For relief in this case, Plaintiff seeks damages in the amount of $20, 000 from each defendant, and an additional $50, 000 from Walmart.

II. APPLICABLE LEGAL STANDARDS ON INITIAL REVIEW

The court is required to review in forma pauperis complaints to determine whether summary dismissal is appropriate. See 28 U.S.C. § 1915(e). The court must dismiss a complaint or any portion of it that states a frivolous or malicious claim, that fails to state a claim upon which relief may be granted, or that seeks monetary relief from a defendant who is immune from such relief. 28 U.S.C. § 1915(e)(2)(B).

Pro se plaintiffs must set forth enough factual allegations to "nudge[] their claims across the line from conceivable to plausible, " or "their complaint must be dismissed." Bell Atlantic Corp. v. Twombly, 550 U.S. 544, 569-70 (2007); see also Ashcroft v. Iqbal, 556 U.S. 662, 678 (2009) ("A claim has facial plausibility when the plaintiff pleads factual content that allows the court to draw the reasonable inference that the defendant is liable for the misconduct alleged.").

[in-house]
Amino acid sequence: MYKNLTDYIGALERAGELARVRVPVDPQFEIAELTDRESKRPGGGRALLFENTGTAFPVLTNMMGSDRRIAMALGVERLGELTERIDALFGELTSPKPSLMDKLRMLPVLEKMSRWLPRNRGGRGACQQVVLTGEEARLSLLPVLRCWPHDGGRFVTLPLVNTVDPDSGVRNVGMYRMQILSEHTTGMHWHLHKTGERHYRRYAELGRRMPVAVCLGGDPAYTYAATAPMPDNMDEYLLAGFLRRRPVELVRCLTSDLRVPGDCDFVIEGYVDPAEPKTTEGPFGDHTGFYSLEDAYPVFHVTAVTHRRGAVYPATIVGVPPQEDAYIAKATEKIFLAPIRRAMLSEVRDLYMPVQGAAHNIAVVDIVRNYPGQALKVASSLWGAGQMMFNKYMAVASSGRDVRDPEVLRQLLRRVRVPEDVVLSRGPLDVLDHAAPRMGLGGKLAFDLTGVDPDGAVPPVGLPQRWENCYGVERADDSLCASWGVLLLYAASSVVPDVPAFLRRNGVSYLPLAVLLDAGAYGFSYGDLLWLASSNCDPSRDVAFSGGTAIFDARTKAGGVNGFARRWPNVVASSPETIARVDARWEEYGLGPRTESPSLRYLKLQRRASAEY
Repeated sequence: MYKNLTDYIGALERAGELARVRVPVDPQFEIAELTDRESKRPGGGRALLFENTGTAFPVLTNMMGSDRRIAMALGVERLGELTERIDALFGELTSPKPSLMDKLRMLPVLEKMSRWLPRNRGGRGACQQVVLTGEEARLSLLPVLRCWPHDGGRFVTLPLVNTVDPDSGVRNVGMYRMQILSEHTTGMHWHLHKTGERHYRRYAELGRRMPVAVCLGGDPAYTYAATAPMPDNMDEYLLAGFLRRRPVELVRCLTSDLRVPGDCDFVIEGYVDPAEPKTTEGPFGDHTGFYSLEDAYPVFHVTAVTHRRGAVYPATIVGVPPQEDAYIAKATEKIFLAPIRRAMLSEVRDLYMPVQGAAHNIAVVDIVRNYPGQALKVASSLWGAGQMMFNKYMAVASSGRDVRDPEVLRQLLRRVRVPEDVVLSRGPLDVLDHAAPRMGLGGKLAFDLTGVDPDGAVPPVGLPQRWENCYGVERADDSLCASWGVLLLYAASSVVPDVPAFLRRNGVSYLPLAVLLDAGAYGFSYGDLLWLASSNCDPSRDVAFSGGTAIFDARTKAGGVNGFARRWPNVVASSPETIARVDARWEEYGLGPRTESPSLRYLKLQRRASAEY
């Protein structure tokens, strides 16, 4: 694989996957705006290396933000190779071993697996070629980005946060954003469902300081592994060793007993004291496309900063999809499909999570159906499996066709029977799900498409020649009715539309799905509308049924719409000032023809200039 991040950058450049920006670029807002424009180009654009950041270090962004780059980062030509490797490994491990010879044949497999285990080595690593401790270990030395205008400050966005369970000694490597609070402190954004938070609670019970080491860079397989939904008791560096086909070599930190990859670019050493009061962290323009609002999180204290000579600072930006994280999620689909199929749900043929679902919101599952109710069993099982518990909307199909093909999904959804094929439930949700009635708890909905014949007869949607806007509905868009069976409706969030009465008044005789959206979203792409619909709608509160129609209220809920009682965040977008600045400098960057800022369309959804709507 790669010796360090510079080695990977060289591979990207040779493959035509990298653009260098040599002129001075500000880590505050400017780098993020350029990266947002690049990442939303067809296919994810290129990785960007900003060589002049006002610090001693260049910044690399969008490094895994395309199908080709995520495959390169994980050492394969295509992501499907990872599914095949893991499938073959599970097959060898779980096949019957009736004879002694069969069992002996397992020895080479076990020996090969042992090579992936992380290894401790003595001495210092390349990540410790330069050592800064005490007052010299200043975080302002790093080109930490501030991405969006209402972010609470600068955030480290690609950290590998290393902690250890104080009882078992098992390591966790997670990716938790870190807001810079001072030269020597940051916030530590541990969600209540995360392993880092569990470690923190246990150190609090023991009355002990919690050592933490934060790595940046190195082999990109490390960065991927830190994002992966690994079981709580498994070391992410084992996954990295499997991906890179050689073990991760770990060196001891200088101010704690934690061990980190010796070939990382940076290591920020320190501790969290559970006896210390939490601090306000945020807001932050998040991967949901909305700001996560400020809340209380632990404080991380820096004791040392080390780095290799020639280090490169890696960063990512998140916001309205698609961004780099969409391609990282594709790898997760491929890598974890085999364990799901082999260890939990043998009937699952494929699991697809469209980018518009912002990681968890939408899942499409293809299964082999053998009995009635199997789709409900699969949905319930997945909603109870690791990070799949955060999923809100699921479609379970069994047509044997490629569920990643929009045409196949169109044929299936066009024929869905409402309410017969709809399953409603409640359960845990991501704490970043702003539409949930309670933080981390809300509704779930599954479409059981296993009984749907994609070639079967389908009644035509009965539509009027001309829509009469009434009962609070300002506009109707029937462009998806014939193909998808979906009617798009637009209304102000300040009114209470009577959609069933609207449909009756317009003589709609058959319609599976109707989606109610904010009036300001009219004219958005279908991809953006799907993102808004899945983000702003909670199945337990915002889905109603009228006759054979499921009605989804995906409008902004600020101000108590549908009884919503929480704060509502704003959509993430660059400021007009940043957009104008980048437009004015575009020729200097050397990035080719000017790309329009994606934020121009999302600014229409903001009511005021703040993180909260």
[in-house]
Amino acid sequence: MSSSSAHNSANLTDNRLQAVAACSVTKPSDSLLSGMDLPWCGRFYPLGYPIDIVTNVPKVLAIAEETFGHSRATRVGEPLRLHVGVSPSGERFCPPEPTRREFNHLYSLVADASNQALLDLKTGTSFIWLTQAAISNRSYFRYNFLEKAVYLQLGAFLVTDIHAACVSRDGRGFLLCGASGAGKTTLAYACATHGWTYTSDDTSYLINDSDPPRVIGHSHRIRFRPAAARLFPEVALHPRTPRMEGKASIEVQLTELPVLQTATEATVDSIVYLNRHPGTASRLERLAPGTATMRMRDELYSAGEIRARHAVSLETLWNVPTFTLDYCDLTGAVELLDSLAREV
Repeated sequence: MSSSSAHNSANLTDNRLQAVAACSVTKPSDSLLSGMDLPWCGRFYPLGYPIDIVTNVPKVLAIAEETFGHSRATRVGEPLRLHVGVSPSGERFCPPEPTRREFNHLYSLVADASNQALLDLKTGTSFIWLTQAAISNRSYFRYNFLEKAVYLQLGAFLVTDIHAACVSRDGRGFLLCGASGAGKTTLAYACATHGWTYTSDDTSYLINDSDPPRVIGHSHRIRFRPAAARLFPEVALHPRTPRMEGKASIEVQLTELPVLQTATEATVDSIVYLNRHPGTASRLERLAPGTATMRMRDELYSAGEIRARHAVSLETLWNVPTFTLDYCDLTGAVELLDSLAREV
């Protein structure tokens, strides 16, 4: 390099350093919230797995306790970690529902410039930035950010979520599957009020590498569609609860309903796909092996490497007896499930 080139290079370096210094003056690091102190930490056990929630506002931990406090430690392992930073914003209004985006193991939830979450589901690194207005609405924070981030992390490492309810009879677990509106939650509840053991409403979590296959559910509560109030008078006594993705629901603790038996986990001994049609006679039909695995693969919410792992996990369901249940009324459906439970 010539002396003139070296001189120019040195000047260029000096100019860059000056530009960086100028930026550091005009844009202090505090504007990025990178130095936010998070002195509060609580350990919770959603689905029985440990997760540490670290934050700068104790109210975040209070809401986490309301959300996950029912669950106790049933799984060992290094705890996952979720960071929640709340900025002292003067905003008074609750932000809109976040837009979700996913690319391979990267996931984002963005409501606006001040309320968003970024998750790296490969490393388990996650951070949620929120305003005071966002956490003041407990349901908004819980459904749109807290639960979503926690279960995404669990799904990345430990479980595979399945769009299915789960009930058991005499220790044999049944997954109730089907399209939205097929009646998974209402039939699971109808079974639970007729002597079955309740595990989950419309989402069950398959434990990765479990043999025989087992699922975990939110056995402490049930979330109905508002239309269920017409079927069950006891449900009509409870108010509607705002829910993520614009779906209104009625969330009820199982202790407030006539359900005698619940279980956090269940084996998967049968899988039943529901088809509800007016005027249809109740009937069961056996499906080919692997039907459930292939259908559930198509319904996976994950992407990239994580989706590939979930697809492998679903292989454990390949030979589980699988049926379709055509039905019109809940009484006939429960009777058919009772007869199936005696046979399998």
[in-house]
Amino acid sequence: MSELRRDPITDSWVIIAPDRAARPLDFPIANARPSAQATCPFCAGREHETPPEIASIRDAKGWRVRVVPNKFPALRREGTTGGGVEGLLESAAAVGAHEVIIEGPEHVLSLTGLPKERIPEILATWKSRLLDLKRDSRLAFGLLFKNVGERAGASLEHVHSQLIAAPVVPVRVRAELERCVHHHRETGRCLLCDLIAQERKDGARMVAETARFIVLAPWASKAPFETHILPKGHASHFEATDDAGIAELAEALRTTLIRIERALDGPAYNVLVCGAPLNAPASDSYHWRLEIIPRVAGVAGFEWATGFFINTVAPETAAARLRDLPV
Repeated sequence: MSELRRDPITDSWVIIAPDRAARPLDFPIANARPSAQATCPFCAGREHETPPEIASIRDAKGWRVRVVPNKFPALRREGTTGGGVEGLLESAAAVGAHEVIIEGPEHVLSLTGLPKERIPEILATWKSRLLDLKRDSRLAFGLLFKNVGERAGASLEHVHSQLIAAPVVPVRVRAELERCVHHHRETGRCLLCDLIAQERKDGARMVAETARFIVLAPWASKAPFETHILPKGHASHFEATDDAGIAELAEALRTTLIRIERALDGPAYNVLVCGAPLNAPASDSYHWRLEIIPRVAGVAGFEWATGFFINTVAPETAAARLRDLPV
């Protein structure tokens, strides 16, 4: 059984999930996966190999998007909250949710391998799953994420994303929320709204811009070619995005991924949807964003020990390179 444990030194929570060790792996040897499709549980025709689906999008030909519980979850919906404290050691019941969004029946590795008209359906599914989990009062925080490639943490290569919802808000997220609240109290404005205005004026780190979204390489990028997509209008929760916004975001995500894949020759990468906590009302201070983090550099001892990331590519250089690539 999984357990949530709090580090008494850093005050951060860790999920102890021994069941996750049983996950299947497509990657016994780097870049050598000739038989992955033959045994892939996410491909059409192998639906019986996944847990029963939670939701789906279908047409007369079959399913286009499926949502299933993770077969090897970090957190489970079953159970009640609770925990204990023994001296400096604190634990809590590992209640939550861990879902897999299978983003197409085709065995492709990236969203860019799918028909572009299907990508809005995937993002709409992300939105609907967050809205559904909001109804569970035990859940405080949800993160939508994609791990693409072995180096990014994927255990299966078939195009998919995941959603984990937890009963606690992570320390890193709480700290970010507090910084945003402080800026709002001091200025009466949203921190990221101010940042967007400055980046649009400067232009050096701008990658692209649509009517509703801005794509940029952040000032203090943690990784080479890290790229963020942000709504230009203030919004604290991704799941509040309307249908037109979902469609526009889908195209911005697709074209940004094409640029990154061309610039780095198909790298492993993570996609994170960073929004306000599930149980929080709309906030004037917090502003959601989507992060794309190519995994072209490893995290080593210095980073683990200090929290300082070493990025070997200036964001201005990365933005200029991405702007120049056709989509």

"The essential function of a complaint under the Federal Rules of Civil Procedure is to give the opposing party fair notice of the nature and basis or grounds for a claim, and a general indication of the type of litigation involved.'" Topchian v. JPMorgan Chase Bank, N.A., 760 F.3d 843, 848 (8th Cir. 2014) (quoting Hopkins v. Saunders, 199 F.3d 968, 973 (8th Cir. 1999)). However, "[a] pro se complaint must be liberally construed, and pro se litigants are held to a lesser pleading standard than other parties." Topchian, 760 F.3d at 849 (internal quotation marks and citations omitted).

Liberally construed, Plaintiff here alleges federal constitutional claims. To state a claim under 42 U.S.C. § 1983, a plaintiff must allege a violation of rights protected by the United States Constitution or created by federal statute and also must show that the alleged deprivation was caused by conduct of a person acting under color of state law. West v. Atkins, 487 U.S. 42, 48 (1988); Buckley v. Barlow, 997 F.2d 494, 495 (8th Cir. 1993).

III. DISCUSSION

A. Claims Against NEOC Defendants

The initial question presented is whether the Eleventh Amendment bars Plaintiff's claims against the state-official defendants. The court assumes Plaintiff sued the state-official defendants-Kimble, Gardner, and Albers-in their official capacities.[1]